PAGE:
When the race settled into some kind of order, it was almost inevitable that the Mercedes duo led Verstappen and Leclerc, and the Monegasque was fortunate to escape a time penalty for an unsafe release into the path of Romain Grosjean, stewards imposing a fine instead.
The calm didn’t last for long, a huge engine blow-out ending the luckless Daniel Ricciardo’s race and bringing about a Virtual Safety Car. With more rain forecast, Leclerc and Hulkenberg boxed for a new set of fresh inters, timing their stops perfectly to retain position. It was a move that paid dividends, Leclerc gaining three seconds a lap on leader Hamilton, the Renault also gaining time.
With the track rapidly drying but more rain forecast, the race became an intriguing strategic game of guess and double guess of what to do. Haas and Magnussen were first to roll the dice, stopping for the softest, red banded rubber with light rain still falling, Vettel following suit a lap later. Next, it was Verstappen, Red Bull bolting on the medium slick tyres, possibly to take him to the end of the race.
With Bottas also stopping for mediums and Leclerc changing onto the soft red-banded rubber mid-way through the race, all eyes were on race leader Hamilton. And it was also the softest rubber for the Englishman. It was the wrong choice, emphasised by Leclerc pushing too hard, skating off the circuit and into the barriers on the penultimate corner. And with rain returning, Hamilton also made a mistake in exactly the same place, just avoiding the barriers but damaging his nose cone. The Mercedes team weren’t ready, however, and it cost Hamilton the what looked like a certain victory.
Suddenly, it was Verstappen who found himself in control of the race ahead of surprise package of Hulkenberg with Bottas leading Alexander Albon and Hamilton. Things soon went from bad to worse for Hamilton, slapped with a five second time penalty for entering the pits the wrong side of the bollard.
With both Mercedes making quick work of Hulkenberg’s Renault, the pursuit of Verstappen’s Red Bull was about to get easier after the German’s race ended in the familiar barrier on the final corner, bringing about another safety car.
Another great call from Red Bull gave Verstappen a fresh set of inters with which to keep his pursuers at bay – Mercedes keeping Hamilton out rather than serve the time penalty in the pits and putting him out behind traffic again.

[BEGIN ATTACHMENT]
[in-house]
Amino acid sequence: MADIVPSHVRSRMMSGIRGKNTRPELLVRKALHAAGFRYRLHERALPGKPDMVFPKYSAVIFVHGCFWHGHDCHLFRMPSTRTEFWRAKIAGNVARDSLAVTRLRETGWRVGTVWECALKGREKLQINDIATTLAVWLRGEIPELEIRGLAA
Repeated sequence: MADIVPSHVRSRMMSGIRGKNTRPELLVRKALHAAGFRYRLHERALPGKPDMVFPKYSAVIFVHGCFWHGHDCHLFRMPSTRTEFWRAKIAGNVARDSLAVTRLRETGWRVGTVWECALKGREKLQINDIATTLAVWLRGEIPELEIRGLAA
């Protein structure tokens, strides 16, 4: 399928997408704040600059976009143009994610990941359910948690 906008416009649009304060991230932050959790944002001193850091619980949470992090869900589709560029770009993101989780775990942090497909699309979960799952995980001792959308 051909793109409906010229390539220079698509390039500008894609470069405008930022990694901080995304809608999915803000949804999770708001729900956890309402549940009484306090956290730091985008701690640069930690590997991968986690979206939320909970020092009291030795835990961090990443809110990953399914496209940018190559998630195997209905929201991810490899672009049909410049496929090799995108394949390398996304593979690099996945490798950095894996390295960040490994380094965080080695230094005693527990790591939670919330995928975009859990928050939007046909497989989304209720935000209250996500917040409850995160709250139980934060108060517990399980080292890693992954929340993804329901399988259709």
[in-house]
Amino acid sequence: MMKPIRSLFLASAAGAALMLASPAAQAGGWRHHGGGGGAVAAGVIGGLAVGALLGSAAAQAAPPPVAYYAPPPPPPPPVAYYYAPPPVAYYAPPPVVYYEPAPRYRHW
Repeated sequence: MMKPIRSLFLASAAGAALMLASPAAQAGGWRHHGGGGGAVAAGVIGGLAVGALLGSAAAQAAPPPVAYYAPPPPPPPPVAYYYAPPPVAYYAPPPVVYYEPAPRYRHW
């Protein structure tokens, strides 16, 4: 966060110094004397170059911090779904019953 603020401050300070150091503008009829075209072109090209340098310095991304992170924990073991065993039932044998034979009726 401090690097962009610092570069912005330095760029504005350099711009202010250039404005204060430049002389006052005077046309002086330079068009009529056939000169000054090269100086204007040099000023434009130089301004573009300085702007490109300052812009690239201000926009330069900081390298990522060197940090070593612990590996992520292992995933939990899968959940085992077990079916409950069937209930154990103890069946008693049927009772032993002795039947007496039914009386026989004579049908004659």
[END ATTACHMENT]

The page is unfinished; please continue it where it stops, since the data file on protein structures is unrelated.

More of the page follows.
It made for a dramatic finish, Verstappen leading a gaggle of cars in to stop for slicks with just 17 laps remaining. With Hamilton having to serve his penalty, it put the Englishman back out in 12th, Stroll remarkably momentarily leading the race for Acronis partner team Racing Point after gambling on slicks much earlier than the opposition. “How did this all go so wrong?” bemoaned the championship leader. He may have spoken too soon, a 360 degree spin putting the Englishman an unaccustomed dead last.
When Kvyat passed Stroll with 13 laps remaining, the podium had a remarkably strange look about it, and it got even better for Stroll as Bottas pushed too hard and spun off into the barriers in an attempt to get past the Canadian.
It brought out yet another safety car and the drama wasn’t over yet, Vettel passing Stroll for third with just two laps remaining before surging past Kvyat a few corners later to complete a quite remarkable drive from the back of the grid.
“I’m very happy,” said Stroll afterward. “It’s a bit unfortunate that the podium slipped away from us today because we were definitely in a position to finish on the podium. With 20 laps to go, I think I was leading the race at one point and a small error into Turn 8 allowed Daniil to get by and that was a bit disappointing but aside from that, it was a hectic race and we were at the back for the majority of it but we were at the right tyre with 20 laps to go and that’s all that counts.
— SportPesa Racing Point F1 Team (@RacingPointF1) July 28, 2019
“I was driving around the circuit with my visor half open for a whole lap. Looking, inspecting the tarmac thinking is it good enough for slicks? We had to take that risk with 20 laps to go. We were at the back, we weren’t scoring points. It wasn’t fully dry at that stage of the race. There were still some corners where it was still quite damp and just about survival but I knew if we could just jump our competitors, who were still on inters at that time, we would be in pretty good shape and that was the case.”
The result of one of the most bizarre Formula One races yet witnessed now means that Verstappen is only 22 points behind Bottas and 61 points behind Hamilton.
— Formula 1 (@F1) July 28, 2019